Gloria Perez-Stewart was adamant: Her son would not attend school while his teachers at Eagle Rock Jr./Sr. High School were on strike. But for Perez-Stewart and her son, Aidan Villasenor Walker, skipping school involves much more than filling an extra six hours of free time.
Aidan, 19, has autism. At school, he has special education teachers, speech and occupational therapists, and a rigid schedule to help him navigate a world he often struggles to understand.
Losing that network of teachers to picket lines — even briefly — is particularly unsettling for him.
Some parents of students with disabilities and some advocates for them say they received no specific information from the district or their schools about how these students would be accommodated. It would have been helpful, they say, in deciding whether to send them to school.
Beth Kauffman, associate superintendent of L.A. Unified’s Division of Special Education, said all pre-strike communication to students and families came from their schools.
“We let parents know if they called us or if they reached out to us, but we didn’t send out any kind of blanket call,” she said. “We didn’t know what staff would be attending and coming to work.”
Loreni Delgado, whose 9-year-old son Miles has Down syndrome, said district-run Carpenter Community Charter School in Studio City never told her whether the aide who shadows her son would be working during the strike.
Parents are saying they’ll hold on a few days, until they can’t.
But even if present, she worried the aide might be pulled to help other students on a day with tighter staffing. Delgado also assumed that the special education teachers allowed to help Miles use the bathroom would be on strike, making a decision to keep him home a “no-brainer.”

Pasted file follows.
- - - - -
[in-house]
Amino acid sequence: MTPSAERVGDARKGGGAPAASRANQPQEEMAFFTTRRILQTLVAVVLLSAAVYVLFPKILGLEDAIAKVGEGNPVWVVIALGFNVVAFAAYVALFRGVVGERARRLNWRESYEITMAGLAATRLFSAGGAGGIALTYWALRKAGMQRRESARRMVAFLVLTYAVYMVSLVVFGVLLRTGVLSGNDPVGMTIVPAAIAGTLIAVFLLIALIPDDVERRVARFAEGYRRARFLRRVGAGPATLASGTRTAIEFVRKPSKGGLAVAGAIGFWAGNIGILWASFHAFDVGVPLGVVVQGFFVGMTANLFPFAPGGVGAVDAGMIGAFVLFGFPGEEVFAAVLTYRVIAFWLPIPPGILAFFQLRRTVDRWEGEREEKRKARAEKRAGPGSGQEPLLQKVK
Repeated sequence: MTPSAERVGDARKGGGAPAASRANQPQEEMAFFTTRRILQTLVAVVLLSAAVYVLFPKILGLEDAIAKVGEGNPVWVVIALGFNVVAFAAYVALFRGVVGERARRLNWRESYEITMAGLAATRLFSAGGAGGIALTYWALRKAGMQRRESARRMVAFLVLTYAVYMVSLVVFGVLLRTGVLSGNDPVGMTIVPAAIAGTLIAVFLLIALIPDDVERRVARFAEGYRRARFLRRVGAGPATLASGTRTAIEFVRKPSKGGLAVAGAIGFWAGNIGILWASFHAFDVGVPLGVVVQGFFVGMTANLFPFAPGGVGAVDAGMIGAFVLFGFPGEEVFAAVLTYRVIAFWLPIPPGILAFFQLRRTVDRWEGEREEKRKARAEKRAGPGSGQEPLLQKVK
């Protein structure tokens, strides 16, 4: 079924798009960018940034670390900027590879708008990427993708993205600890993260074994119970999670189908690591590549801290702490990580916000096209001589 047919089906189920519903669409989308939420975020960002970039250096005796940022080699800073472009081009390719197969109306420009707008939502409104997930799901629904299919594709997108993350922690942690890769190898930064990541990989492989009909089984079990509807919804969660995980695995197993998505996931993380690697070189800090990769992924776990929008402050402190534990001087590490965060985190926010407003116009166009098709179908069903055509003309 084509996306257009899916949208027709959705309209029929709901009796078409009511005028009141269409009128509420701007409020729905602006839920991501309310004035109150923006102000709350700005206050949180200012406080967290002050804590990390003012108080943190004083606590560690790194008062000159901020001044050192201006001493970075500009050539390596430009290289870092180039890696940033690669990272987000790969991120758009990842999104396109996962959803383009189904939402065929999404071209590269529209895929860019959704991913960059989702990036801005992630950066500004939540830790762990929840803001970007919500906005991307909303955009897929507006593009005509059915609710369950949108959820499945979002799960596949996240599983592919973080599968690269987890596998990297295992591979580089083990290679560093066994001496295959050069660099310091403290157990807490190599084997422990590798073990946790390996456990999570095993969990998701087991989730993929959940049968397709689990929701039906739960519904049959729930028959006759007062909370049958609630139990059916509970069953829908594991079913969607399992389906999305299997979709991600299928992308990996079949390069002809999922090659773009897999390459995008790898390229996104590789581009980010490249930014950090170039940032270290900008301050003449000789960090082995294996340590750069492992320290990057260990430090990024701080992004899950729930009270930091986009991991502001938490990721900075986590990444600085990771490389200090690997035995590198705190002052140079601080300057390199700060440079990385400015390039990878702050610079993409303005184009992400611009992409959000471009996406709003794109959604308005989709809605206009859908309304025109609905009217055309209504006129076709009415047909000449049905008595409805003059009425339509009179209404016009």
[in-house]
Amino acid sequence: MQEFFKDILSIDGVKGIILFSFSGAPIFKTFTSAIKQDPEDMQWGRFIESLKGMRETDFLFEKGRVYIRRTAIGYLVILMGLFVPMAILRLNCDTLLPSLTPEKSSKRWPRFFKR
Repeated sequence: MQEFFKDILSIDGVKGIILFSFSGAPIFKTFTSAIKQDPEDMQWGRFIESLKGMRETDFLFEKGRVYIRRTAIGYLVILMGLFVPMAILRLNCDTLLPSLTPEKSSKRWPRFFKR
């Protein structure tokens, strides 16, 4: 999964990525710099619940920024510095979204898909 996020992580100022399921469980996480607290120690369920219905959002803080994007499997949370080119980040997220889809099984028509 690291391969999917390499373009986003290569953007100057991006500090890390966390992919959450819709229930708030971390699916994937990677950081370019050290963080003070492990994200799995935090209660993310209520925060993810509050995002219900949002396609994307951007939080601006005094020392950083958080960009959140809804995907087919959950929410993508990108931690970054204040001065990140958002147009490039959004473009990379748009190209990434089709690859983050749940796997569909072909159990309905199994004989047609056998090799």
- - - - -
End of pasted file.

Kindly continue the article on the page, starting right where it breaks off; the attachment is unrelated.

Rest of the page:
“When things don’t go the way he expects at school, it’s very difficult for him to have a good day,” Delgado said. “What’s the point of sending him to school when he’s potentially throwing himself on the floor and having people there not knowing what to do with him?”
For other parents, the availability of their child’s aide was irrelevant. Sarah Bloom decided to send her son, who has autism, to a day camp on the strike’s first day.
Before the strike, attorneys for L.A. Unified sought a court order to compel employees who work with students with disabilities and special needs to come to work. The district has operated under a consent decree since 1996, after a student was denied services required under federal law.
Attorneys for the district argued that if teachers, nurses, counselors and psychiatric social workers went on strike, special-needs students would again be denied such services, jeopardizing compliance with the consent decree. U.S. District Judge Ronald S.W. Lew disagreed, denying the district’s request but leaving open a possibility for the district to seek a court order later.
Union leaders hailed Lew’s decision.
Perez-Stewart said she was disgusted that the district tried to forbid special education teachers from striking by using the consent decree after decades of doing little to comply with it.